The Wild Kingdom on the Santa Fe Trail (University of Oklahoma Press, $19.95)

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As Far As the Eye Could Reach:  Accounts of Animals Along the Santa Fe Trail, 1821-1880, by Phyllis S. Morgan is a wonderful essay collection that examines animal life, both wild and domestic, along the Santa Fe Trail, when it was the “highway of commerce” between Missouri and New Mexico. Morgan includes firsthand accounts from famous travelers—Zebulon Pike, Josiah Gregg, William Becknell—and lesser-known adventurers, freighters, miners and pioneers. In their telling, buffalos ignite hunters’ “blood lust,” wild mustangs race by with “a noise like thunder,” wolves howl, pronghorns display “ease and grace,” and rattlesnakes prove “troublesome.” The section on domestic animals ends with a chapter on the dog, “humanity’s best friend.” Morgan’s goal was to honor the major role that animals played in Western history, and she has succeeded admirably.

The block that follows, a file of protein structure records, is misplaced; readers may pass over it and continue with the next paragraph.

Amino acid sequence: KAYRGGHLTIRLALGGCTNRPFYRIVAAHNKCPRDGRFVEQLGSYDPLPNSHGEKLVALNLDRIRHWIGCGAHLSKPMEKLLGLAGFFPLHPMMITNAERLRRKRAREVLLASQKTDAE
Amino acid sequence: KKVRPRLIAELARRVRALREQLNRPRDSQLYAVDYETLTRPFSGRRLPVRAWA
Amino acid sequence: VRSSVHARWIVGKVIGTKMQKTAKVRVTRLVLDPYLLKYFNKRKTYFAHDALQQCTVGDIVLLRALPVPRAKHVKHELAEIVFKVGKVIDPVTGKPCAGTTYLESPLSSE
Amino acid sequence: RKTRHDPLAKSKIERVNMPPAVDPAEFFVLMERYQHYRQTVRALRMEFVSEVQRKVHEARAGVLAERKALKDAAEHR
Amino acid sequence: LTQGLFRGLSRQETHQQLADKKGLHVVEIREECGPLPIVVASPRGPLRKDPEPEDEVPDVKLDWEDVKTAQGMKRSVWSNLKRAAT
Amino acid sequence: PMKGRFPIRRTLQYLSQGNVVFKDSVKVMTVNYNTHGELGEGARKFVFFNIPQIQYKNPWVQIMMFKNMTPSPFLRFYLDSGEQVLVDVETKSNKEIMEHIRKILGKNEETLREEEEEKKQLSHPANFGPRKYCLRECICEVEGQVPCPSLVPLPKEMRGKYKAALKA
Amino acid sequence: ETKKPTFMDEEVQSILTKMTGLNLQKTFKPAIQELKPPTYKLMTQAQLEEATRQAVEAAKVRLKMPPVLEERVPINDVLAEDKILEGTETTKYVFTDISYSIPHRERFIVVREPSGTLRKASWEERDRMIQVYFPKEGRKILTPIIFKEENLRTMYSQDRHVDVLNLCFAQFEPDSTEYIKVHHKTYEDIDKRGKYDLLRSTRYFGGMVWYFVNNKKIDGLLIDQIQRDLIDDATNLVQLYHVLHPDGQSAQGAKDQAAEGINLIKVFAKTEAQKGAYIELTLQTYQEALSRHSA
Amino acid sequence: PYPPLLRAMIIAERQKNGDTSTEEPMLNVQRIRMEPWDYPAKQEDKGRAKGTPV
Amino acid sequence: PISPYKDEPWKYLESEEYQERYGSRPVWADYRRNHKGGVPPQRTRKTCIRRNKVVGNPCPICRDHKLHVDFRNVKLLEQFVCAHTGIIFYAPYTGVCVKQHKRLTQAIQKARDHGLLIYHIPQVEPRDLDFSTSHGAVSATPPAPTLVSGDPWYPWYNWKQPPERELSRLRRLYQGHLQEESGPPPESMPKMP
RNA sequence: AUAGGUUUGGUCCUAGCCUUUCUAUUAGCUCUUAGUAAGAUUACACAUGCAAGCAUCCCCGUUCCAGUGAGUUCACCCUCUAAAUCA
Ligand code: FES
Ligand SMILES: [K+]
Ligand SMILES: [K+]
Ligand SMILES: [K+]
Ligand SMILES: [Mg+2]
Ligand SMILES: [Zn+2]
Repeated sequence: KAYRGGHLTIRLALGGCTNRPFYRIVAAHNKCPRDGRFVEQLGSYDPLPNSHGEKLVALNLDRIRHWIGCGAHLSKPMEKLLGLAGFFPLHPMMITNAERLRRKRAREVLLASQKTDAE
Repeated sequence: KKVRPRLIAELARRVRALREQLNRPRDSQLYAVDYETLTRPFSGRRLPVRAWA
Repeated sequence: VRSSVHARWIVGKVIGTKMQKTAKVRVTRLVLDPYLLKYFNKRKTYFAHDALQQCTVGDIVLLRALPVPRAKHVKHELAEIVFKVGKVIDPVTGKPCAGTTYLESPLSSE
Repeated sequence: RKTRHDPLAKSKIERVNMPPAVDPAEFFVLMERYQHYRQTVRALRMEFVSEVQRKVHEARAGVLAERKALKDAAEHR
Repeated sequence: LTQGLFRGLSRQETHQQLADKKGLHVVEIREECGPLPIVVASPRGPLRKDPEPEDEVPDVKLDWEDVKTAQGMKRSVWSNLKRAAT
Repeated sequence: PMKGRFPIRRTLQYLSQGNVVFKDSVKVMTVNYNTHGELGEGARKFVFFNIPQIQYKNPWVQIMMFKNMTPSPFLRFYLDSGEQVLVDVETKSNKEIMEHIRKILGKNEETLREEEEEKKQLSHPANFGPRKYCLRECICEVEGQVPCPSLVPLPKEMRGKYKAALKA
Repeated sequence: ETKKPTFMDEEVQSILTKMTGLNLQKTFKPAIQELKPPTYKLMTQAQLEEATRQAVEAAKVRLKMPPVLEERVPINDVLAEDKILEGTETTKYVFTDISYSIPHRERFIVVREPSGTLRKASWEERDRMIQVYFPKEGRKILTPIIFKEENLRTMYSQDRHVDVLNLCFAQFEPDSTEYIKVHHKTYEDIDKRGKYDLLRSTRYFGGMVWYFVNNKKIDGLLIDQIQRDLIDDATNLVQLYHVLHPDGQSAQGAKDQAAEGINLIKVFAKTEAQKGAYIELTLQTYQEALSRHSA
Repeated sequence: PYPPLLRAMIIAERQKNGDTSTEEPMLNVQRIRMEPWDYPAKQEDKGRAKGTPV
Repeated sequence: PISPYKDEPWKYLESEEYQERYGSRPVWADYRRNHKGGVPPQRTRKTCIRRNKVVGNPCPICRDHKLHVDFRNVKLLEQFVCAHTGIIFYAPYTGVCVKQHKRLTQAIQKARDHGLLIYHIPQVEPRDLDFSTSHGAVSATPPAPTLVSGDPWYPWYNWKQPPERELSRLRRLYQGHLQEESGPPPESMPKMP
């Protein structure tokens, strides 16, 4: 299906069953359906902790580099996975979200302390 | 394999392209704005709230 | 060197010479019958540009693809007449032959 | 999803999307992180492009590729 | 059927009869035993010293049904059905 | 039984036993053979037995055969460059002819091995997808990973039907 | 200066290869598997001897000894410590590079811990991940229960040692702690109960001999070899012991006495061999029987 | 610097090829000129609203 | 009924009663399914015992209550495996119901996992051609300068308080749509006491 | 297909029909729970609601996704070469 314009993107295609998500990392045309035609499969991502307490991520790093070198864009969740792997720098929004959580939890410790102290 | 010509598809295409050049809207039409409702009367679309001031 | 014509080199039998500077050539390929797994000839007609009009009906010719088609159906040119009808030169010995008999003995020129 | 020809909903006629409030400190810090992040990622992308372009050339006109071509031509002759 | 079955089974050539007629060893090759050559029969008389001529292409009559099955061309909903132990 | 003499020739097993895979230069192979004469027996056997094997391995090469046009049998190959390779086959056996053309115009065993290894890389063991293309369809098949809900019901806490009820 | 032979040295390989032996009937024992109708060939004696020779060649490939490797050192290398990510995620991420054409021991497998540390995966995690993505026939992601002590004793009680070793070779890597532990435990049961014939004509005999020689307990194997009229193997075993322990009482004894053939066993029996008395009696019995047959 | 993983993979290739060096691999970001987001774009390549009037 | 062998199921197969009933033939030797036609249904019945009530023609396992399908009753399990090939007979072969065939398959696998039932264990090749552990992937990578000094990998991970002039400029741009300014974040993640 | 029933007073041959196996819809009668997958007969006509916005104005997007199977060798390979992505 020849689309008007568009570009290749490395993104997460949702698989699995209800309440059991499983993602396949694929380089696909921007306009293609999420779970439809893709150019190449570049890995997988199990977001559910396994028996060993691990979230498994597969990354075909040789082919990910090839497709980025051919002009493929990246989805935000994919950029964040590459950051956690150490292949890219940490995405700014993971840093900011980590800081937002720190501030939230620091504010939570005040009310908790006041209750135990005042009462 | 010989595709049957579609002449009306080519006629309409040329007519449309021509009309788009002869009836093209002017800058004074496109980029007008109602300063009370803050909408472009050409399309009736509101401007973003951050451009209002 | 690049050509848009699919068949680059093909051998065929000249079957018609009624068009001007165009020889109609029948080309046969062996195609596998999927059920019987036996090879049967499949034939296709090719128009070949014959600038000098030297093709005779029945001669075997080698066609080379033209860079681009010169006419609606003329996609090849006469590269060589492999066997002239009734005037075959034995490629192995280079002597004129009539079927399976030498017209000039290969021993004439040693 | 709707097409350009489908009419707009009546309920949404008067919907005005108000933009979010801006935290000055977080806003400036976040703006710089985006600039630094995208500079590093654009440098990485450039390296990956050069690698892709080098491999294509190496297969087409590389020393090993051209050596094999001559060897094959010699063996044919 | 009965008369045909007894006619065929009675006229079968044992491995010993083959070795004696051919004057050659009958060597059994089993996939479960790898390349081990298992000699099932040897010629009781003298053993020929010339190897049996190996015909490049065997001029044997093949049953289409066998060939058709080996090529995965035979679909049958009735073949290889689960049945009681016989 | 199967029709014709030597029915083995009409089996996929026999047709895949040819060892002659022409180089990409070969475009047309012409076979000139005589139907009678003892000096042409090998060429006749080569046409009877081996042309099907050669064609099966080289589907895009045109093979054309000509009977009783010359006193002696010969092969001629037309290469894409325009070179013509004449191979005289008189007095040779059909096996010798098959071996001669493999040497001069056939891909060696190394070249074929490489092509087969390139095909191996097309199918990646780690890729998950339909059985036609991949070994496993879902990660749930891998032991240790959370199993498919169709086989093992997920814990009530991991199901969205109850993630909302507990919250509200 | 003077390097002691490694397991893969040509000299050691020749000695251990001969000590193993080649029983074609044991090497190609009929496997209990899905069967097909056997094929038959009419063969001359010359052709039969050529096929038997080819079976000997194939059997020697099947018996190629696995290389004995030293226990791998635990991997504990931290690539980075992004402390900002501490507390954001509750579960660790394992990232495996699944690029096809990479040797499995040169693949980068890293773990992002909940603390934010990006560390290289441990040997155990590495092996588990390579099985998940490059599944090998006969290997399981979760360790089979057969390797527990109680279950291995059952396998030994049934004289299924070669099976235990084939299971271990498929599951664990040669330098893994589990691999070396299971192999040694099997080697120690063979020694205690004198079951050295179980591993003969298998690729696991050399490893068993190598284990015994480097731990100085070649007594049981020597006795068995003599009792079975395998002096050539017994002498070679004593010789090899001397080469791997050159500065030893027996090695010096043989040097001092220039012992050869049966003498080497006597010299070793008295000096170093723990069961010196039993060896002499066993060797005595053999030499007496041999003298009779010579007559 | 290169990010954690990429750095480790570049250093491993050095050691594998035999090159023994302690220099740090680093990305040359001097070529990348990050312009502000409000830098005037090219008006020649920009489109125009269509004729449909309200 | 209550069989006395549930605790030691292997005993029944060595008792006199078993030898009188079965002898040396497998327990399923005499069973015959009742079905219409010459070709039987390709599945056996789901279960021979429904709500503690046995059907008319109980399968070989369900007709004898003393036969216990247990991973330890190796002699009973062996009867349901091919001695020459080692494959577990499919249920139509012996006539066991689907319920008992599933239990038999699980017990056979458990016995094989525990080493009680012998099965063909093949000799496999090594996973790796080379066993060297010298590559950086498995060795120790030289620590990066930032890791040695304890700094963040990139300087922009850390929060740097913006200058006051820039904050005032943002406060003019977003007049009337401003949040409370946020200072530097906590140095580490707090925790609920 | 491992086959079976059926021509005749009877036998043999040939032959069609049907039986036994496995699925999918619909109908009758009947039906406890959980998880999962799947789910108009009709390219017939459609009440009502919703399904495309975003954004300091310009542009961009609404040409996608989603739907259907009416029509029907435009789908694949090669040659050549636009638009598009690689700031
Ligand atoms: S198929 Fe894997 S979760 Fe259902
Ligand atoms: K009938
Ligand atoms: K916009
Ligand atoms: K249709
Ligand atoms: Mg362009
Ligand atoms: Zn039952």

Nancy Plain, author of This Strange Wilderness: The Life and Art of John James Audubon

 

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